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Farms with just one or a handful of different crops encourage fewer species of pollinating and pest-controlling insects to linger, ultimately winnowing away crop yields, according to a new study.
Up to half of the detrimental impacts of the "landscape simplification" that monocropping entails come as a result of a diminished mix of ecosystem service-providing insects, a team of scientists reported Oct. 16 in the journal Science Advances.
Monocrop palm oil plantation Honduras.
SHARE Foundation / Flickr / CC BY-NC 2.0
"Our study shows that biodiversity is essential to ensure the provision of ecosystem services and to maintain a high and stable agricultural production," Matteo Dainese, the study's lead author and a biologist at Eurac Research in Bolzano, Italy, said in a statement.
It stands to reason that, with declines in the sheer numbers of insects that ferry pollen from plant to plant and keep crop-eating pests under control, these services will wane as well. But until now, it hasn't been clear how monocultures affect the number and mix of these species or how crop yields might change as a result.
Aiming to solve these questions, Dainese and his colleagues pulled together data from 89 studies cutting across a variety of landscapes, from the tropics of Asia and Africa to the higher latitudes of northern Europe. They tabulated the number of pollinating and pest-controlling insects at these sites — both the absolute number of individuals and the number of species — along with an assessment of the ecosystem services the insects provided.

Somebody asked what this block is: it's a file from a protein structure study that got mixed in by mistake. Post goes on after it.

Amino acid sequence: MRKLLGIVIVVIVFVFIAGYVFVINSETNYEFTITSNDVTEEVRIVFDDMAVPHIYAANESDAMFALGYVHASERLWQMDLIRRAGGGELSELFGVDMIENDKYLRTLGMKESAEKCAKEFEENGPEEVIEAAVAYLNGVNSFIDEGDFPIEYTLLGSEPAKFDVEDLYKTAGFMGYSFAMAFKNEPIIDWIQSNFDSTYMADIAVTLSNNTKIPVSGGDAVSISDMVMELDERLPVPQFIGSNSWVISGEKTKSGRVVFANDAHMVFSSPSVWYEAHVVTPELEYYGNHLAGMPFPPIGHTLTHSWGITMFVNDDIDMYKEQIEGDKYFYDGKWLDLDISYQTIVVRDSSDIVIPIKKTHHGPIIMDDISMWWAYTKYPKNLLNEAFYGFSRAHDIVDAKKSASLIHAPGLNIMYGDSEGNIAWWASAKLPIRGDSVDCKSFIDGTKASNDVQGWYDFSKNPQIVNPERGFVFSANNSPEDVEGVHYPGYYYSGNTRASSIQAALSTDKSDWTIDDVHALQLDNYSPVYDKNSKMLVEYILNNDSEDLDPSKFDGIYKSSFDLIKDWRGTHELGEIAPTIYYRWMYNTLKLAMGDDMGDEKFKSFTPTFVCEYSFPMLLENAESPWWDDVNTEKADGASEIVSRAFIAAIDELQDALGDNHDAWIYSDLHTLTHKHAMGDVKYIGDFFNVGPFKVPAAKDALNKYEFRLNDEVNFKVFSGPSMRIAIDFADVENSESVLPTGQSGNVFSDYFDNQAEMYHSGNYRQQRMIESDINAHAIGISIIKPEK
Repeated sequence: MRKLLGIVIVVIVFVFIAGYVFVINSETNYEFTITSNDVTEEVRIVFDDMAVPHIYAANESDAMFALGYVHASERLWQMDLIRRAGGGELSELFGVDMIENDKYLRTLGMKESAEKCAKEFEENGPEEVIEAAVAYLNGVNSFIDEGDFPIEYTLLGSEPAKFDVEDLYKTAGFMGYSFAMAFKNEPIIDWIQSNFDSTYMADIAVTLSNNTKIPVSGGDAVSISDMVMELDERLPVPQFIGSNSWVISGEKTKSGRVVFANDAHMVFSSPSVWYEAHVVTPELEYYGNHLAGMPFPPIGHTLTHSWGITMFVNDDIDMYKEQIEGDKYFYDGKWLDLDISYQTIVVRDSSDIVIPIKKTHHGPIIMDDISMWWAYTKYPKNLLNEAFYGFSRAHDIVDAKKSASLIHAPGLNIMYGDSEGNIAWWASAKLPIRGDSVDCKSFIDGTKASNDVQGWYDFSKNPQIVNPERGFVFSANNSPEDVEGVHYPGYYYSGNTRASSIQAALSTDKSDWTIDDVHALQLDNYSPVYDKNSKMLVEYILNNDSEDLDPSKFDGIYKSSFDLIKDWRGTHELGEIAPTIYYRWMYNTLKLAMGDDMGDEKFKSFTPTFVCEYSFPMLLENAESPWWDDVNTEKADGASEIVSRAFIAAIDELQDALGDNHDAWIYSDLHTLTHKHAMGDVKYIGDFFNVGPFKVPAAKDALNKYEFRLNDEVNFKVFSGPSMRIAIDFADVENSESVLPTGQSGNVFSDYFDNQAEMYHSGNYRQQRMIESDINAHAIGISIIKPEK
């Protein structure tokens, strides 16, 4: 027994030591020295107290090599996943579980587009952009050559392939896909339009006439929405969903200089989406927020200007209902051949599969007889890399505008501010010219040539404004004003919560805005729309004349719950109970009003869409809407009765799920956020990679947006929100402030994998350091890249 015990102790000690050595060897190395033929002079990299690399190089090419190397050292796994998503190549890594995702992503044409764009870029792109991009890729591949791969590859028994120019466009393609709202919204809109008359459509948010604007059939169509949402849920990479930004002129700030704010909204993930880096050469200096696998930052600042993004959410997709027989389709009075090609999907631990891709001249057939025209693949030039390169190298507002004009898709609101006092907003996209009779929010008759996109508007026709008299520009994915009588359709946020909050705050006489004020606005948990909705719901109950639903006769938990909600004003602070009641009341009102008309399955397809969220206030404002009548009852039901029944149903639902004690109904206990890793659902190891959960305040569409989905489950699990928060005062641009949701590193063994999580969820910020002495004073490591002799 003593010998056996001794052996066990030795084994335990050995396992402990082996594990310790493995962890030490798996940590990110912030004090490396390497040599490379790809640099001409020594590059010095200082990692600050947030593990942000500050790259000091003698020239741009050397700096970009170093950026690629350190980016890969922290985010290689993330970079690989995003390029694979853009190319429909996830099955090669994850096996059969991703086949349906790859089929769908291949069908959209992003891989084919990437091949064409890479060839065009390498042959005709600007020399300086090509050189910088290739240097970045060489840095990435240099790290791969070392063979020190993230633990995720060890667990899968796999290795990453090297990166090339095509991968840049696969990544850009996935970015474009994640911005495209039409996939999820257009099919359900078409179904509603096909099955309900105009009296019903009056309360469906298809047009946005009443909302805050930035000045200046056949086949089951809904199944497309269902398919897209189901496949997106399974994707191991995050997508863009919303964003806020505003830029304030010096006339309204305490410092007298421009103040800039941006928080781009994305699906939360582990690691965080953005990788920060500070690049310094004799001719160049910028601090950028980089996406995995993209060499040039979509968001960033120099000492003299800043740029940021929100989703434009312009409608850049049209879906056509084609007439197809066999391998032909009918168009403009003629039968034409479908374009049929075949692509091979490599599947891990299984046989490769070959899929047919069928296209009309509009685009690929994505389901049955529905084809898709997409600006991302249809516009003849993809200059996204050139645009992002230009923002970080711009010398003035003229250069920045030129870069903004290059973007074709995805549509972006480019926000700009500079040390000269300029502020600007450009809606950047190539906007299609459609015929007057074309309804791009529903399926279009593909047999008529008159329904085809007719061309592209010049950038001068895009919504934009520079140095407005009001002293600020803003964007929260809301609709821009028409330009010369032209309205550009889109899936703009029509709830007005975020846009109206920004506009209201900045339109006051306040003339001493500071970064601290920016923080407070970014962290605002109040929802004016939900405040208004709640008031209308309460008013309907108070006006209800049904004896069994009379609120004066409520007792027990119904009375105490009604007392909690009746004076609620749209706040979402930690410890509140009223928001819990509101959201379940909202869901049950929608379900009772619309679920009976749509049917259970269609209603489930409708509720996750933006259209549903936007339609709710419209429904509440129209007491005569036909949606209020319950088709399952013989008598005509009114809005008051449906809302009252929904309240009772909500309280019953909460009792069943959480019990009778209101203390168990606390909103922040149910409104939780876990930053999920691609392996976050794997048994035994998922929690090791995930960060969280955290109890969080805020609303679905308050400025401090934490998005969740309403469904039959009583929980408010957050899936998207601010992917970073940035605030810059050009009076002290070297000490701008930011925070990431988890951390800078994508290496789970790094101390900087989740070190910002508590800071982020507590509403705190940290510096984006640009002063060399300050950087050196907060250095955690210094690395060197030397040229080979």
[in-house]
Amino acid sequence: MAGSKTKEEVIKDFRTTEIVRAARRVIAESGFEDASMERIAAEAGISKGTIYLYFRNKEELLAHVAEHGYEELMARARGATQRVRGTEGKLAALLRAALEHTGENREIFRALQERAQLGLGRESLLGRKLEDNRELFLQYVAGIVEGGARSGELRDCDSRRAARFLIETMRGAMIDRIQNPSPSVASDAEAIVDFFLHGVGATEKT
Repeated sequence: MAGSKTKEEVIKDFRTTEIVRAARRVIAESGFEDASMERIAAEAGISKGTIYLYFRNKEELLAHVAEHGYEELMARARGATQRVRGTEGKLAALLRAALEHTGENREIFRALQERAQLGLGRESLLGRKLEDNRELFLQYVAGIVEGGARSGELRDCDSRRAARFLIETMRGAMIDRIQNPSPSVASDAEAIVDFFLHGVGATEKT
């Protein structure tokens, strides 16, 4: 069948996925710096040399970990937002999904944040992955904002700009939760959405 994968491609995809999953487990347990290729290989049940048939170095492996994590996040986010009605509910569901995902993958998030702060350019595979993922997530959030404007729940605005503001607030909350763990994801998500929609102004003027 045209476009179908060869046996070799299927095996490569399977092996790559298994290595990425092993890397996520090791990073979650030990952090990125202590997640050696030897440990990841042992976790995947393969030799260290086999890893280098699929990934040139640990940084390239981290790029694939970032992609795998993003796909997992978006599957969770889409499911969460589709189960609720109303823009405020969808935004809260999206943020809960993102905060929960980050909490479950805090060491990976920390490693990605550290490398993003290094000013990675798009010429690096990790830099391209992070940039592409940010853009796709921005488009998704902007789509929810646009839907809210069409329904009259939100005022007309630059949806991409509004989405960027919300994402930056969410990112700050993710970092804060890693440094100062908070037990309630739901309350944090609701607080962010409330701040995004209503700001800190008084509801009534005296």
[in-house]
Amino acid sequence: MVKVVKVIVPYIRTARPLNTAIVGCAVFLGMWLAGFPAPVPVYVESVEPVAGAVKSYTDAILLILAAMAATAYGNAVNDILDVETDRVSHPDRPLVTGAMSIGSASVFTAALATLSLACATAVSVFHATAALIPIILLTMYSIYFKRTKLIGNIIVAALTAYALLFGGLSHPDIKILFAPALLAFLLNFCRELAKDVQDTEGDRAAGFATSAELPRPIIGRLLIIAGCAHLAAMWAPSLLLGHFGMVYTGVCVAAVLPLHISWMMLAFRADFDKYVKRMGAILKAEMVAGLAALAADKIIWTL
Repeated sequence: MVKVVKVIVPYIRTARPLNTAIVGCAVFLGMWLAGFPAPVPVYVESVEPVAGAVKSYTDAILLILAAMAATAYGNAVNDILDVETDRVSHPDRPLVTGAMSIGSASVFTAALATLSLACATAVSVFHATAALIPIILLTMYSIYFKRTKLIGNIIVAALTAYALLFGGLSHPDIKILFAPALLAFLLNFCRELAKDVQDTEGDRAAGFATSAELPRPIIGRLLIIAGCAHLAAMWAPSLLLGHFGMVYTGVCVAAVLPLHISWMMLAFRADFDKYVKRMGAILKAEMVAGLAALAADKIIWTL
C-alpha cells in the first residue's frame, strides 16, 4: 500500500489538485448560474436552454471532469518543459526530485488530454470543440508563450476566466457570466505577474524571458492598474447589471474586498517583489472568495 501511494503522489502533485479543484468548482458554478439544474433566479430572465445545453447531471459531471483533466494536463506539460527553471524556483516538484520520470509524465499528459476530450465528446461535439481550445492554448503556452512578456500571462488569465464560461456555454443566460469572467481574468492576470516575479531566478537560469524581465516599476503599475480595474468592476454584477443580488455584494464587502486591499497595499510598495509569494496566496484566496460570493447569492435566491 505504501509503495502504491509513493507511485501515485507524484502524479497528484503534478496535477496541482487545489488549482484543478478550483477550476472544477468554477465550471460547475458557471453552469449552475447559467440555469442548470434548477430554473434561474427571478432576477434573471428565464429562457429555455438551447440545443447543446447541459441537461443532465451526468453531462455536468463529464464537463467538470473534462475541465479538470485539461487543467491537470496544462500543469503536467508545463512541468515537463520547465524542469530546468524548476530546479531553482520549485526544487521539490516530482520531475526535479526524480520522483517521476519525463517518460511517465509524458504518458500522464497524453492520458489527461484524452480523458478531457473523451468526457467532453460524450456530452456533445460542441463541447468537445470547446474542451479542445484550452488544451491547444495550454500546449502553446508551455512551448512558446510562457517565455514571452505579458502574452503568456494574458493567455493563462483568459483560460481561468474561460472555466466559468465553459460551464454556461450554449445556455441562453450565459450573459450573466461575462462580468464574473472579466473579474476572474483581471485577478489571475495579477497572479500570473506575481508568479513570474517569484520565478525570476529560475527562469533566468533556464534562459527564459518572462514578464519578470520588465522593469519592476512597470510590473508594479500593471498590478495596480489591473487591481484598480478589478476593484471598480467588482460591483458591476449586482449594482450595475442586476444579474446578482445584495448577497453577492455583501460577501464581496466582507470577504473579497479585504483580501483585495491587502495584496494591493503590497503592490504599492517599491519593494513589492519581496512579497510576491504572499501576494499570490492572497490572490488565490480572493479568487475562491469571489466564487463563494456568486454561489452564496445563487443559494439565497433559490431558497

In almost all of the studies they looked at, the team found that a more diverse pool of these species translated into more pollination and greater pest control. They also showed that simplified landscapes supported fewer species of service-providing insects, which ultimately led to lower crop yields.
The researchers also looked at a third measure of the makeup of insect populations — what they called "evenness." In natural ecosystems, a handful of dominant species with many more individuals typically live alongside a higher number of rarer species. The team found as landscapes became less diverse, dominant species numbers dwindled and rare species gained ground. This resulting, more equitable mix led to less pollination (though it didn't end up affecting pest control).
"Our study provides strong empirical support for the potential benefits of new pathways to sustainable agriculture that aim to reconcile the protection of biodiversity and the production of food for increasing human populations," Ingolf Steffan-Dewenter, one of the study's authors and an animal ecologist at the University of Würzburg in Germany, said in the statement.